We may even adapt our Sitecore solution to a revolutionary Web 3 architecture (https://www.preethikasireddy.com/post/the-architecture-of-a-web-3-0-application), but this transition looks questionable today (https://moxie.org/2022/01/07/web3-first-impressions.html)
Where to use blockchain?
Well, in reality this should be the first question to ask and to answer. Because, as someone said, “blockchain is a solution looking for a problem”. Let’s skip all the tokens and crypto-currency hype, burning oil and gas for mining and other doubtful applications of the technology.
Blockchain has unique capabilities and here are some known problems it can solve better than anything else.
Trust. Multiple interacting parties are writing data in a common database without need to build any ‘trust’ between them, because the write operations are immutable and ‘written in stone’ by design - this is the blockchain. One party doesn’t need to trust others (or trust ‘the center’) - they use math and algorithms to make sure everything is all right.
Transparency. There is no hidden logic to trust if your blockchain utilizes Smart Contracts (https://ethereum.org/en/developers/docs/smart-contracts/). All public transactions are visible to all parties (this can vary though - some blockchains like Quorum https://consensys.net/docs/goquorum/en/latest/concepts/privacy/private-and-public/ support private transactions still having transparency). Every blockchain node sees all history and its actual state. Everyone can see what happened and when.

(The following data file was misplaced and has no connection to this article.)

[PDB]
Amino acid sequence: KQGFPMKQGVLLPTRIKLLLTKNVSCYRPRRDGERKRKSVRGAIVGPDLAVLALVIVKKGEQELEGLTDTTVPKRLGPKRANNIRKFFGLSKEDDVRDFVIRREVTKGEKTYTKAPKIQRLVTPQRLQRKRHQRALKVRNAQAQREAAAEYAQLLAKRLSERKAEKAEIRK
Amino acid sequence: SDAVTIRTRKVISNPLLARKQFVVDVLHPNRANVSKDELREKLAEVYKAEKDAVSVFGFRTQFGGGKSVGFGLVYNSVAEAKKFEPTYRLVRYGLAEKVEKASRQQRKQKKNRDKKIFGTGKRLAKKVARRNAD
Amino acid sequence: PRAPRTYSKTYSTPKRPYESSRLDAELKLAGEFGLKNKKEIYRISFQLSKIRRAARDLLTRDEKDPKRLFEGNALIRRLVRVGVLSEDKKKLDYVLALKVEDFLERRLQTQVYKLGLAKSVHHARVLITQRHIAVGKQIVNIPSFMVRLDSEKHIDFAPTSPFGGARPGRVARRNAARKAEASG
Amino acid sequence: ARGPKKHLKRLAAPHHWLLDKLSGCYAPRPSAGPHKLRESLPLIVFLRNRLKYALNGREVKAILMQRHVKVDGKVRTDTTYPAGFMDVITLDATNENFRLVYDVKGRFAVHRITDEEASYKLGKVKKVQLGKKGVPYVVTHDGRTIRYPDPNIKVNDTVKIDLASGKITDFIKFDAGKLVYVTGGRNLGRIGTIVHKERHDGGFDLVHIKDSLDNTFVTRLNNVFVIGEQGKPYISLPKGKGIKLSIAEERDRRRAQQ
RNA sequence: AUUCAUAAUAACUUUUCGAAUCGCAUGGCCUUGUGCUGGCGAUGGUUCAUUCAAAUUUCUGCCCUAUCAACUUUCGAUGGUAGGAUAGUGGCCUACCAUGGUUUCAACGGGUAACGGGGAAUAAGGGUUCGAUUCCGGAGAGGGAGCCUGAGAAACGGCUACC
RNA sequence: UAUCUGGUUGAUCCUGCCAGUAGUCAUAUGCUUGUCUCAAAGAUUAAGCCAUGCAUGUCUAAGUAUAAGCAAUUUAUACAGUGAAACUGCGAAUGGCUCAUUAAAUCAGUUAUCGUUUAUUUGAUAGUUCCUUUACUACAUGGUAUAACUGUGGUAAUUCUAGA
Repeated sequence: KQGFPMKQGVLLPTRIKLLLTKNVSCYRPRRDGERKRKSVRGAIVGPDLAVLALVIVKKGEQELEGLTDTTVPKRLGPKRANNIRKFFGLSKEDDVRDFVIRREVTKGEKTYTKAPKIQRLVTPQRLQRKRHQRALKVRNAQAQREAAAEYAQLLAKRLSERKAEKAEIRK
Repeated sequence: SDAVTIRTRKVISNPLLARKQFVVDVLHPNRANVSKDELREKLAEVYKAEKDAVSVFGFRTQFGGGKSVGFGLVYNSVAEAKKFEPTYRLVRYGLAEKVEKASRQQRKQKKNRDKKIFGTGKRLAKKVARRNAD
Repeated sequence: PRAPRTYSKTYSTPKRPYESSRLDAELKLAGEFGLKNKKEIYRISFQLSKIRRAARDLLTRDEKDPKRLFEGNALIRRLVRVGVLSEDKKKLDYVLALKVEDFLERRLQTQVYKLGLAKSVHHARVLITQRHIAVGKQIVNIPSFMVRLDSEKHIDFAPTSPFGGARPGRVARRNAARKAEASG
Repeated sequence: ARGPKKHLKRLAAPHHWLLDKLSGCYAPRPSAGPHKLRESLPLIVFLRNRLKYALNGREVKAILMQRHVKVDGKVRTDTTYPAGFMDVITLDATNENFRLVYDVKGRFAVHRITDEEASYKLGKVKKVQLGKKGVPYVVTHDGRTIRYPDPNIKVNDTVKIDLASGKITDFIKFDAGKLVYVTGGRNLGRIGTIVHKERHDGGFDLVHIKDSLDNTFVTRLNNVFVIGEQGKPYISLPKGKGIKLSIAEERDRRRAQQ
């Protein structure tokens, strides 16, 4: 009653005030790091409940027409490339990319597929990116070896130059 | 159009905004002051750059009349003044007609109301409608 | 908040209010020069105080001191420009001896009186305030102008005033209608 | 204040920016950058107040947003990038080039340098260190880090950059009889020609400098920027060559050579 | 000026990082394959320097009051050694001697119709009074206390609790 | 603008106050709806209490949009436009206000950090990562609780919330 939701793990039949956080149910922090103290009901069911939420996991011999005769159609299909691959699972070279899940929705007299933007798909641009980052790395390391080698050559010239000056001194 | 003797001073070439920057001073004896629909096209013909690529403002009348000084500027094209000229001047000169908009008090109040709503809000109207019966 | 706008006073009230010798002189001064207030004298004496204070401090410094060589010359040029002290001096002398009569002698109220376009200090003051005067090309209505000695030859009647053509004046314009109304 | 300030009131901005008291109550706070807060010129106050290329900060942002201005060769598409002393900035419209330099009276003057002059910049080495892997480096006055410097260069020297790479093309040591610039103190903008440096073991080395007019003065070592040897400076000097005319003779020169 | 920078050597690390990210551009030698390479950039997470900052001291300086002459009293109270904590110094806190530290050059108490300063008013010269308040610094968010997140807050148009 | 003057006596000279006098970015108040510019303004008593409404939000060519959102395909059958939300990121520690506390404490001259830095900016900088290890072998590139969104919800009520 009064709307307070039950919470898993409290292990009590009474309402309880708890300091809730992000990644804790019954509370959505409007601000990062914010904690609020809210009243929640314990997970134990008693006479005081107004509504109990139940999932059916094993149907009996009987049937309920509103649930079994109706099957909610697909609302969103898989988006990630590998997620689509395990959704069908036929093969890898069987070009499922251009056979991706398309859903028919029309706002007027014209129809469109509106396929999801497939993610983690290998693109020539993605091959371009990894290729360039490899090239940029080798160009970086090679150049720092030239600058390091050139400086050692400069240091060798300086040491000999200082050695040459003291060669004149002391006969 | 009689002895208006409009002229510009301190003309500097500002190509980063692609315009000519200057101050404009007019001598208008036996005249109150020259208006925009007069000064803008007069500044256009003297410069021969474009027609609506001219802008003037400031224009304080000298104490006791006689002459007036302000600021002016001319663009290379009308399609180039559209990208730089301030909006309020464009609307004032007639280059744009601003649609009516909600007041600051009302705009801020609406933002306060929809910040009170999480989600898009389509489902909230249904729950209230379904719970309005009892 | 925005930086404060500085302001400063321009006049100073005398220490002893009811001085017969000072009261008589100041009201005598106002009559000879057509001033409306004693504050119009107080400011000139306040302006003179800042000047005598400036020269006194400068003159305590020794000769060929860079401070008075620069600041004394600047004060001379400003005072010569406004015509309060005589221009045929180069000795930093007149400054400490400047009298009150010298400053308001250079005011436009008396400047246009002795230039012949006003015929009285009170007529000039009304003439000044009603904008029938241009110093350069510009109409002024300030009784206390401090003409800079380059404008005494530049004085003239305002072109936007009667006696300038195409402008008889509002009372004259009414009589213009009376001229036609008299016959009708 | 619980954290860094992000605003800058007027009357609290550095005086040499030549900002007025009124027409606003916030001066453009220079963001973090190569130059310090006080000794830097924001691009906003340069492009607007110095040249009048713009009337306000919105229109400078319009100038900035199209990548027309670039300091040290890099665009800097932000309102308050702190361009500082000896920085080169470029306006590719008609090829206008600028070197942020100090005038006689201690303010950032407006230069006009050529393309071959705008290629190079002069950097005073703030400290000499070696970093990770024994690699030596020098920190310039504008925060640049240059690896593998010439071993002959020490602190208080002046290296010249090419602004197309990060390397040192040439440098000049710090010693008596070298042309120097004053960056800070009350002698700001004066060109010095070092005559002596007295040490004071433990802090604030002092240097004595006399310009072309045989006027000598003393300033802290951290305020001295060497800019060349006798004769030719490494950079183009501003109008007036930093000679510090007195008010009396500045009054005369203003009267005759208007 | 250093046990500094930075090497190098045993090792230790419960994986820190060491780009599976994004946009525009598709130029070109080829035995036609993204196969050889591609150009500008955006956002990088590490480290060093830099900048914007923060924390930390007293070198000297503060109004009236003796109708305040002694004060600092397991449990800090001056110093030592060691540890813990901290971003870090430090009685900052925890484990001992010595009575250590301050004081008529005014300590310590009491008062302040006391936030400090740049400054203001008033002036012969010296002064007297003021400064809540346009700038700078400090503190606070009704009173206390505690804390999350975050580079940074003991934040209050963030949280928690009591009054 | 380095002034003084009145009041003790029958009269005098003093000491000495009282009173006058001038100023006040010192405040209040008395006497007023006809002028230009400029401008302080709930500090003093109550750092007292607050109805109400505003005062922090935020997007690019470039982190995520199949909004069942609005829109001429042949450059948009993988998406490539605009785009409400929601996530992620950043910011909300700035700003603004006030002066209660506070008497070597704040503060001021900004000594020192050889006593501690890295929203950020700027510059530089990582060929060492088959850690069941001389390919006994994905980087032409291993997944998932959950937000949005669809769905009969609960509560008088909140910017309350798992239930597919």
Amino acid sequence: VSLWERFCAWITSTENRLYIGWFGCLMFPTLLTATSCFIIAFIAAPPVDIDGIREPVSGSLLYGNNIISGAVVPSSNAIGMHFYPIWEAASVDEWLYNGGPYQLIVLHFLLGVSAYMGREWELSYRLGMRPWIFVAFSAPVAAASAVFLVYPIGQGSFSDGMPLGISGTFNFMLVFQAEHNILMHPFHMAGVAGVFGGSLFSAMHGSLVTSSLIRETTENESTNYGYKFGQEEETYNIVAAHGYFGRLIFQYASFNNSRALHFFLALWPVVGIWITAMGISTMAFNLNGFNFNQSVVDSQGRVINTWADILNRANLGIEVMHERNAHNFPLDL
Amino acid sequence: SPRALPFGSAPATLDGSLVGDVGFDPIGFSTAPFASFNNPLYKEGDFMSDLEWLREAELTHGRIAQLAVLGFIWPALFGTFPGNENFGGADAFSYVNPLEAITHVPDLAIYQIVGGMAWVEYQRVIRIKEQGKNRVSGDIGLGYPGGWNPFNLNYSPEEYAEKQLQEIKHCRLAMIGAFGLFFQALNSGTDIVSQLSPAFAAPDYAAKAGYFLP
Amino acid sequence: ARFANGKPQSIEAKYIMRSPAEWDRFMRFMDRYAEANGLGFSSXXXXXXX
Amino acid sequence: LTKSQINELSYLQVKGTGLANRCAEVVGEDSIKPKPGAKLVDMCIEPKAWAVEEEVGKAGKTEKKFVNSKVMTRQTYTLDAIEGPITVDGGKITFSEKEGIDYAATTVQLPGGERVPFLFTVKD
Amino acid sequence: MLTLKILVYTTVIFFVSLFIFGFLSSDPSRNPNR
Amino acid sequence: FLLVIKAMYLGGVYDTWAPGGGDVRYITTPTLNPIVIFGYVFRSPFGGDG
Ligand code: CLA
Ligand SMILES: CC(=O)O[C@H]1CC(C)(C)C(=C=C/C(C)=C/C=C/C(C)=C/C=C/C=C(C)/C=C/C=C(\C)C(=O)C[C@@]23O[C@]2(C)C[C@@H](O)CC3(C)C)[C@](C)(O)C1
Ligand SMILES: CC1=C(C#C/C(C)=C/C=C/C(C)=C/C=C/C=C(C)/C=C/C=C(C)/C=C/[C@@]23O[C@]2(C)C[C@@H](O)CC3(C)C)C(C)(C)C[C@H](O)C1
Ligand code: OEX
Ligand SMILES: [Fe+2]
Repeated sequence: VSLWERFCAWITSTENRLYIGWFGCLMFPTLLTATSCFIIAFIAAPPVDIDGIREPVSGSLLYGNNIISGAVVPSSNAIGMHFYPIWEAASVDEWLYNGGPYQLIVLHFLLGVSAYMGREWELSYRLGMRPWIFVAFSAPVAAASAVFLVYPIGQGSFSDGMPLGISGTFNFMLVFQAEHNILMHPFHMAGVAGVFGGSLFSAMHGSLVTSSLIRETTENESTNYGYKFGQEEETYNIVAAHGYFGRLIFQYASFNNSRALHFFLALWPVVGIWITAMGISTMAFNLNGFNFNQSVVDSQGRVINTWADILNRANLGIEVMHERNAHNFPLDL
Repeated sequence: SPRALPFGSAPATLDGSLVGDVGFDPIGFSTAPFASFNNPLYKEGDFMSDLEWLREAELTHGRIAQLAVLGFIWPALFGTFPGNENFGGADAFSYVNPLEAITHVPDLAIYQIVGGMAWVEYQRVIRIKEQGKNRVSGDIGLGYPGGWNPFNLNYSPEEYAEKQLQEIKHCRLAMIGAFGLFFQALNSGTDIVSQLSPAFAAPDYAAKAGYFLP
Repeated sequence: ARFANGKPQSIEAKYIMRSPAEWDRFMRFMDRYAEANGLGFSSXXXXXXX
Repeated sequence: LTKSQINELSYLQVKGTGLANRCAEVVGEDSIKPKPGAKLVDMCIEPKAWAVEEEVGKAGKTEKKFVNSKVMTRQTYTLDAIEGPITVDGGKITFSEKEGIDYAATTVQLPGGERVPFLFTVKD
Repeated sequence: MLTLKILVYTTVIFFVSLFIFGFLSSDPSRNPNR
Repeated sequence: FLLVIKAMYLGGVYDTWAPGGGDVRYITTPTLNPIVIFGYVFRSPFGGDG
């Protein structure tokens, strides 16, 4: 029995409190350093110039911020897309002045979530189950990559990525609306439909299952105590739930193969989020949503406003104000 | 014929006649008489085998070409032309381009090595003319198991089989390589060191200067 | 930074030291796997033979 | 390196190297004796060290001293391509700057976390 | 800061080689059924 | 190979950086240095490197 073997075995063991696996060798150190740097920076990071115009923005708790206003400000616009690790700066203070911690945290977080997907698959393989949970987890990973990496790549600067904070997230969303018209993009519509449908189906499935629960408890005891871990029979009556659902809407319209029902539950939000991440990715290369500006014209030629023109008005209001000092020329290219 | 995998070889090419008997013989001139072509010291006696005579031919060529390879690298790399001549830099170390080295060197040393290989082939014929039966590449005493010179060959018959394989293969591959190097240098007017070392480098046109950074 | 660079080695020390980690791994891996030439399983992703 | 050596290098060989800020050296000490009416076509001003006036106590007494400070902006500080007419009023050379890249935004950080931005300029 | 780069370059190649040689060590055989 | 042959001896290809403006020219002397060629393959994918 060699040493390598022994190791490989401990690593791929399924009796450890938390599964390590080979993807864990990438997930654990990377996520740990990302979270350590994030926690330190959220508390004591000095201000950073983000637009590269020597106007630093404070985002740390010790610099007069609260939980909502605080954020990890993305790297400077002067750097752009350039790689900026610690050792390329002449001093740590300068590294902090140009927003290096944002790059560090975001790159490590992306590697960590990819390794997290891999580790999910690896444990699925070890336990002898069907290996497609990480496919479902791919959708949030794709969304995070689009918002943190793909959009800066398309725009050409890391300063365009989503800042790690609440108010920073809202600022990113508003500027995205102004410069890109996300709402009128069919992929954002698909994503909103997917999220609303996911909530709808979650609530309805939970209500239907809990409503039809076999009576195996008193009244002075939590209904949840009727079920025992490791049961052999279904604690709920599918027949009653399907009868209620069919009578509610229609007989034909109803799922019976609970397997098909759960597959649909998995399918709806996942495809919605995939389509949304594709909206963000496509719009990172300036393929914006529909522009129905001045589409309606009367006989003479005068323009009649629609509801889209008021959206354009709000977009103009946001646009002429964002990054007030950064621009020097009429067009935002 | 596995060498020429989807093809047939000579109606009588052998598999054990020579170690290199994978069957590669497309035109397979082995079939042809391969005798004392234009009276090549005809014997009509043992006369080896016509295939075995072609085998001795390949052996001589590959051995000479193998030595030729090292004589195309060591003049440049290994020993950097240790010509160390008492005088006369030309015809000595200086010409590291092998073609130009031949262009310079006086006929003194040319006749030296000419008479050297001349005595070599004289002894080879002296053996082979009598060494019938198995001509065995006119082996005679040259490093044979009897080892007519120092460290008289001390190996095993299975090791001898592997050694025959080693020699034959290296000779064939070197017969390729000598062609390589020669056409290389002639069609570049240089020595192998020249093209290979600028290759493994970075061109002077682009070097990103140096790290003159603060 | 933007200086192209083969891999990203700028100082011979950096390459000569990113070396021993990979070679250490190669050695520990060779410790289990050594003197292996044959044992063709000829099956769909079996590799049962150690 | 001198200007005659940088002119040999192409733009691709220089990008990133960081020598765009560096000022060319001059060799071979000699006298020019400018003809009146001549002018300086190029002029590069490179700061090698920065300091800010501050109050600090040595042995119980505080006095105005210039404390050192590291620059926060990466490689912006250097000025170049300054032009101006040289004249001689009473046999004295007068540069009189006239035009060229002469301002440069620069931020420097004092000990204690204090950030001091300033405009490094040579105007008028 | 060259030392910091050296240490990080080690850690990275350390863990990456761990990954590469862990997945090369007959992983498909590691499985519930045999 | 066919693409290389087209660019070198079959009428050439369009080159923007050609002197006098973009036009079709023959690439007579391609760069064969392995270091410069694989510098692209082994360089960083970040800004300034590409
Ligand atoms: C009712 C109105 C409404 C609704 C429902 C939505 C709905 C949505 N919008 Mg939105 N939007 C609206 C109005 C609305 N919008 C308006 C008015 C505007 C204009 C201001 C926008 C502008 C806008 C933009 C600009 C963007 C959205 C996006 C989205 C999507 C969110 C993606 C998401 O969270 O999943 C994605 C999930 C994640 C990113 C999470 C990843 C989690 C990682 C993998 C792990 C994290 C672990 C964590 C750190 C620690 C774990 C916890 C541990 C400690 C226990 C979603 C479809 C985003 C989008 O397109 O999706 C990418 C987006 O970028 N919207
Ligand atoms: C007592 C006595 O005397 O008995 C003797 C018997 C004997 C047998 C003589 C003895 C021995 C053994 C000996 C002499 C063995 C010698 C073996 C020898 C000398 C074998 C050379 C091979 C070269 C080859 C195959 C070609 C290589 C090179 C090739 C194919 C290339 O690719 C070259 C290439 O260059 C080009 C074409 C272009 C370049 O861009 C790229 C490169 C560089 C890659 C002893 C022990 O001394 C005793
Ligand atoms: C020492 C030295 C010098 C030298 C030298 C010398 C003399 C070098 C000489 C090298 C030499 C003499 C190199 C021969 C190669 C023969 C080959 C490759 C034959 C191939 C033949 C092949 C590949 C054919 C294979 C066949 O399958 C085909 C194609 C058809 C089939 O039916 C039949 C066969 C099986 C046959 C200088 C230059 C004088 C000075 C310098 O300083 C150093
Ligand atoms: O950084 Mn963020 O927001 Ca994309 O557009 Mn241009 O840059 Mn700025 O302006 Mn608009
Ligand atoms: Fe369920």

Availability. Every blockchain node contains everything and helps your blockchain to handle transactions. These nodes are connected in a network and support high availability by design. There is no problem to work disconnected from other nodes for a while - they will sync and share transactions once reconnected.
Ownership. Yes, NFT https://en.wikipedia.org/wiki/Non-fungible_token can be a solution to a business problem, not just a crypto-traders buzzword. In a complex environment with multiple parties involved it might be important to track ownership of something in a transparent and reliable manner - everyone can see it, only Smart Contract can change it.
Shared logic. Smart Contracts can work as code library, transparently published and available for all participants for utilizing in their client apps.
We are trying to solve a problem, to help someone, to make the world better - and this is not achieved yet. Many of the existing blockchain use cases are good examples of how it can be used, but they do not really need a blockchain and can be built without it with the same efficiency or even better. This technology is complicated, and for sure it can solve complicated problems. But to do this we need to put together a complicated business with developers who can understand both business and the possibilities blockchain offers. This synergy might produce an elegant solution for a challenging goal.